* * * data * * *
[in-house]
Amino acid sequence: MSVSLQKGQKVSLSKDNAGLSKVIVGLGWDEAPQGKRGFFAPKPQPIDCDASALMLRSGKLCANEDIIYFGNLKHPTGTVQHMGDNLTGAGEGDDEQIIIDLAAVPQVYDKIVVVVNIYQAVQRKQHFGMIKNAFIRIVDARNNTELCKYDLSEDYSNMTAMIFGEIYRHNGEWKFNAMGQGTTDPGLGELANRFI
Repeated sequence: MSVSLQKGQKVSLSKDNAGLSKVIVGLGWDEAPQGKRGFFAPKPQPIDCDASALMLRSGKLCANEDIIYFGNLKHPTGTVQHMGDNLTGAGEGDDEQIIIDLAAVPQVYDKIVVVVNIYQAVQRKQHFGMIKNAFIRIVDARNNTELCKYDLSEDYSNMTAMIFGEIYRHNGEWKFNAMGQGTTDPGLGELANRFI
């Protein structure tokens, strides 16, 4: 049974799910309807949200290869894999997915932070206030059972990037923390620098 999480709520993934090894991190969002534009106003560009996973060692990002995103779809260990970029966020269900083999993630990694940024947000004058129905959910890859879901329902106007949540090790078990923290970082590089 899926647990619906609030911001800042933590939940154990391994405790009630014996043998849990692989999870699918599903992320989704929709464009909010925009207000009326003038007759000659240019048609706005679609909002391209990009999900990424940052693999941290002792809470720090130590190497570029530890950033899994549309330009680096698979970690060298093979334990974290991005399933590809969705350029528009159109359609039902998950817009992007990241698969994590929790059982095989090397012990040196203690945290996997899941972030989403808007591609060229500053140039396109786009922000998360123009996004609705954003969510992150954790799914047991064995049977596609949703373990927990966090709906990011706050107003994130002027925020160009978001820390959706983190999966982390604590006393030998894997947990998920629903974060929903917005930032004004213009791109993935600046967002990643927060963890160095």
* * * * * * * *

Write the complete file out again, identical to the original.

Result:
[in-house]
Amino acid sequence: MSVSLQKGQKVSLSKDNAGLSKVIVGLGWDEAPQGKRGFFAPKPQPIDCDASALMLRSGKLCANEDIIYFGNLKHPTGTVQHMGDNLTGAGEGDDEQIIIDLAAVPQVYDKIVVVVNIYQAVQRKQHFGMIKNAFIRIVDARNNTELCKYDLSEDYSNMTAMIFGEIYRHNGEWKFNAMGQGTTDPGLGELANRFI
Repeated sequence: MSVSLQKGQKVSLSKDNAGLSKVIVGLGWDEAPQGKRGFFAPKPQPIDCDASALMLRSGKLCANEDIIYFGNLKHPTGTVQHMGDNLTGAGEGDDEQIIIDLAAVPQVYDKIVVVVNIYQAVQRKQHFGMIKNAFIRIVDARNNTELCKYDLSEDYSNMTAMIFGEIYRHNGEWKFNAMGQGTTDPGLGELANRFI
């Protein structure tokens, strides 16, 4: 049974799910309807949200290869894999997915932070206030059972990037923390620098 999480709520993934090894991190969002534009106003560009996973060692990002995103779809260990970029966020269900083999993630990694940024947000004058129905959910890859879901329902106007949540090790078990923290970082590089 899926647990619906609030911001800042933590939940154990391994405790009630014996043998849990692989999870699918599903992320989704929709464009909010925009207000009326003038007759000659240019048609706005679609909002391209990009999900990424940052693999941290002792809470720090130590190497570029530890950033899994549309330009680096698979970690060298093979334990974290991005399933590809969705350029528009159109359609039902998950817009992007990241698969994590929790059982095989090397012990040196203690945290996997899941972030989403808007591609060229500053140039396109786009922000998360123009996004609705954003969510992150954790799914047991064995049977596609949703373990927990966090709906990011706050107003994130002027925020160009978001820390959706983190999966982390604590006393030998894997947990998920629903974060929903917005930032004004213009791109993935600046967002990643927060963890160095």